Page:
Global equities are bouncing back following Thursday’s rout as investors still believe the worst of the virus is behind us for the advanced world and as the focus shifts to the week ahead, which includes a wrath of central bank decisions that are expected to provide further stimulus to the punchbowl. A lot of money is still on the sidelines, but the conviction behind this dip buying seems limited and the bounce might not last.


The BOJ should expand their lending program, which will support corporate financing.  The BOE will throw more stimulus to their domestic economy with a 100-billion-pound increase to their asset-purchase target.  The Bank of Russia is also widely expected to ease next Friday, possibly becoming more aggressive with their rate cuts.  Brazil central’s bank will likely deliver its eight straight rate cut, while the SNB and Norges keep rates steady but reiterate the tool box is not totally empty.


The stock market selloff will unlikely be a one-and-done event as COVID-19 continues to intensify in the US and will likely disrupt many states’ reopening plans.  Nashville reported consecutive increases with new cases above the 14-day trend and will delay their Phase-3 reopening. Oregon saw a record high in cases and Governor Brown is pausing their Phase-1 reopening for a week.  The coronavirus is now spreading across America and many states that were not hard hit are seeing outbreaks. The risks of a second wave are still mainly expected to happen in the fall but could happen earlier when most New Yorkers that escaped the city eventually return.


The national trend of coronavirus is still flat, but concerns are growing that Governors will need to keep on pushing back reopening plans a couple weeks here and there.  The pickup and economic activity will remain staggered and you could very well see some investors sell now and comeback closer towards the end of summer when the Phase-3 US vaccine trial results start to come in.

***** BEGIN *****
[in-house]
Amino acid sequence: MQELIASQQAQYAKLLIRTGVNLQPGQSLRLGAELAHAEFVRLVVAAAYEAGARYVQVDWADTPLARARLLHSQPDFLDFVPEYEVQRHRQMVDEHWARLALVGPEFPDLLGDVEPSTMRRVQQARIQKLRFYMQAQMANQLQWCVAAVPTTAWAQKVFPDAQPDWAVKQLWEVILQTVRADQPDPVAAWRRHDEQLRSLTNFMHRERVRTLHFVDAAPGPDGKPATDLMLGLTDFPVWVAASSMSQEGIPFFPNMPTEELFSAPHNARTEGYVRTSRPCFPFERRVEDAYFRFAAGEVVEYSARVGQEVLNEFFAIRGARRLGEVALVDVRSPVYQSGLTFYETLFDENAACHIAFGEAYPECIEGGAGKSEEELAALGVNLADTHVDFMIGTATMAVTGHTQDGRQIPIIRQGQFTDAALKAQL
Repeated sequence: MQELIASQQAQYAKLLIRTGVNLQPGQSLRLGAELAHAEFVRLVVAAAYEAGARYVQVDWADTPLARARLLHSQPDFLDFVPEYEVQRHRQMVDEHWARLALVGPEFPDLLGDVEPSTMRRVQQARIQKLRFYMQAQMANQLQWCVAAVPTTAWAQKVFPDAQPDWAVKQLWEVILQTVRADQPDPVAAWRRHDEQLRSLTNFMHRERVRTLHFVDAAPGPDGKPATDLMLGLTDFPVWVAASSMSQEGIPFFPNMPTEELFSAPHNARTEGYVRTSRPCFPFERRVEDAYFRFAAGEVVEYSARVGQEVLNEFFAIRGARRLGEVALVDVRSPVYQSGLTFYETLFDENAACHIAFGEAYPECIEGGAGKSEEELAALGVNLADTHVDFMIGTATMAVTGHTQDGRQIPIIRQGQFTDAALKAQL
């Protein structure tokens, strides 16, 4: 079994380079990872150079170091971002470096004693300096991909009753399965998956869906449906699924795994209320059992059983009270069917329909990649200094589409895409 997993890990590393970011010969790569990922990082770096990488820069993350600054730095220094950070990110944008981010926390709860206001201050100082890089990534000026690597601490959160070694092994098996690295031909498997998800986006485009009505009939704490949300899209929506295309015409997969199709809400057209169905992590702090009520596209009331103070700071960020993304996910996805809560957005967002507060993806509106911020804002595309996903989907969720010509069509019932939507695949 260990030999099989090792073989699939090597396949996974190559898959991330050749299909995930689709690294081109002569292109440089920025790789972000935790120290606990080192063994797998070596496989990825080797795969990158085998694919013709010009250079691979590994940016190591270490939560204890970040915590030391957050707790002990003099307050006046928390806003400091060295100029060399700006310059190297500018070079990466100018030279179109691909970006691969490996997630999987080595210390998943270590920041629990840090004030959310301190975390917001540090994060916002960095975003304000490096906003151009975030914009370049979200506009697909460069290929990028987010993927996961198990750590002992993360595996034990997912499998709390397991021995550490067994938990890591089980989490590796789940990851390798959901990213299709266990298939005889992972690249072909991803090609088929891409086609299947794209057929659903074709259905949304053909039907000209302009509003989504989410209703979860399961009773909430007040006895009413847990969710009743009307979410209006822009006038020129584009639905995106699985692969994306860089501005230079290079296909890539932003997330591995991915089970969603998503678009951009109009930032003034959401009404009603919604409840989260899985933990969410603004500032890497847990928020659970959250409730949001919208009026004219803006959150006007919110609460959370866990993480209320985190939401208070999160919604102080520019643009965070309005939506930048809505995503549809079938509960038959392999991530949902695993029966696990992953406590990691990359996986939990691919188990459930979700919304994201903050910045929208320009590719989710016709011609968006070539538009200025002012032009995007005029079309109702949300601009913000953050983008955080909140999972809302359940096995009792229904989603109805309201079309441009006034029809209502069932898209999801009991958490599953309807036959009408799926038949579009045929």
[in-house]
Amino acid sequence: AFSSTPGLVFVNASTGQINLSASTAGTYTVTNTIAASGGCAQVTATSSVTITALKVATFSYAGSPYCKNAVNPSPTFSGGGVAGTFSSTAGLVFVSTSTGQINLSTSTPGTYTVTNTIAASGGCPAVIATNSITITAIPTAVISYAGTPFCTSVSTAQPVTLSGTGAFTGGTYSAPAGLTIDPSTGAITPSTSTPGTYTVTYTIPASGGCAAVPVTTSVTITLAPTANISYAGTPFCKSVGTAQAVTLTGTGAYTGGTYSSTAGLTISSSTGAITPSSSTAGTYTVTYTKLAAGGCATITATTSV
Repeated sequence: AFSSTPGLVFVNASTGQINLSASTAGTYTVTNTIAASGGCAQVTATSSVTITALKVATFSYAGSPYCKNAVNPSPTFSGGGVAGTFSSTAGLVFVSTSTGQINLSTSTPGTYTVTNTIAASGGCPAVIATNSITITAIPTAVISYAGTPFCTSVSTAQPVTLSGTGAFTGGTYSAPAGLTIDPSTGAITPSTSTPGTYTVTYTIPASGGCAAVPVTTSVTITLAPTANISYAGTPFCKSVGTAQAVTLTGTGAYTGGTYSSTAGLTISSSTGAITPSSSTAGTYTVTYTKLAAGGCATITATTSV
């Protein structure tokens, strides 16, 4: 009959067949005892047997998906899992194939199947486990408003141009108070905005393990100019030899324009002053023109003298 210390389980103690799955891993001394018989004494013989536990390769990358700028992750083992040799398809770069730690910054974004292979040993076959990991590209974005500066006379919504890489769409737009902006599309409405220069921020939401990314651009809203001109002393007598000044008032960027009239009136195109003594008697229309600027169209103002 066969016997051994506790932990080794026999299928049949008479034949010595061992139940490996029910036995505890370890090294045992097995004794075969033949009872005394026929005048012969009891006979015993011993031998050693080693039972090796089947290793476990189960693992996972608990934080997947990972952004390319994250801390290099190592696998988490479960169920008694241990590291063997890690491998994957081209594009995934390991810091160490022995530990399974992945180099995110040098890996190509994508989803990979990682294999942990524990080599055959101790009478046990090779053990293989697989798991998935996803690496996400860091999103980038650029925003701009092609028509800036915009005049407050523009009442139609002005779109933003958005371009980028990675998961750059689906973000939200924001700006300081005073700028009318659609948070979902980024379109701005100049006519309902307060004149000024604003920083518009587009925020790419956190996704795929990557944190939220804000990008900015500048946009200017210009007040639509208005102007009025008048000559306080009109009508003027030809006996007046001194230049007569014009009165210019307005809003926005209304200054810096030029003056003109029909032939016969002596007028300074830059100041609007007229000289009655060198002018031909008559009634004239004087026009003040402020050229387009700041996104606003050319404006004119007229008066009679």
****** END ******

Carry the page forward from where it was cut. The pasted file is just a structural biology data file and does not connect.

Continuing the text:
Virus uncertainty could support another 5-10% over the coming weeks, but all the stimulus efforts from policymakers globally will prevent a complete collapse back to the March lows.




Oil prices are rebounding despite concerns that yesterday’s collapse could be the beginning of a new downtrend.  Oil is poised to have its first weekly decline since April as virus angst raises doubt that crude demand will see a swift pickup in the coming months.  New outbreaks in the US are ringing the alarm for many traders, but expectations are still low we will see an extended shutdown and perhaps just rolling delays as states continue their reopening plans.


The market turmoil is not going away anytime soon, and this should keep oil prices heavy.  Oil’s supply side and demand fundamentals will likely take a back seat over the next several trading sessions.  Energy traders may see crude prices mirror the broader risky asset trade.



Market turmoil has gold traders salivating at another chance at breaking above the $1750 level.  Yesterday’s slide seems to have been mostly retail traders, as bullion holdings in ETFs posted their biggest decline in over three years, while SPDR Gold Shares, institutional investors preferred ETF showed a daily increase.


The scramble for cash seems to have been more retail than institutional and that should support bullish calls for gold to finally break above the $1750 level.  Gold will see both steady safe-haven demand as many investors take heed to Fed Chair Powell’s cautious outlook and as a wrath of central banks will deliver more stimulus next week.  Over the next week, gold will have its eyes on $1800 as it will remain powered by the stimulus trade, virus angst, and US-China tensions.


By Ed Moya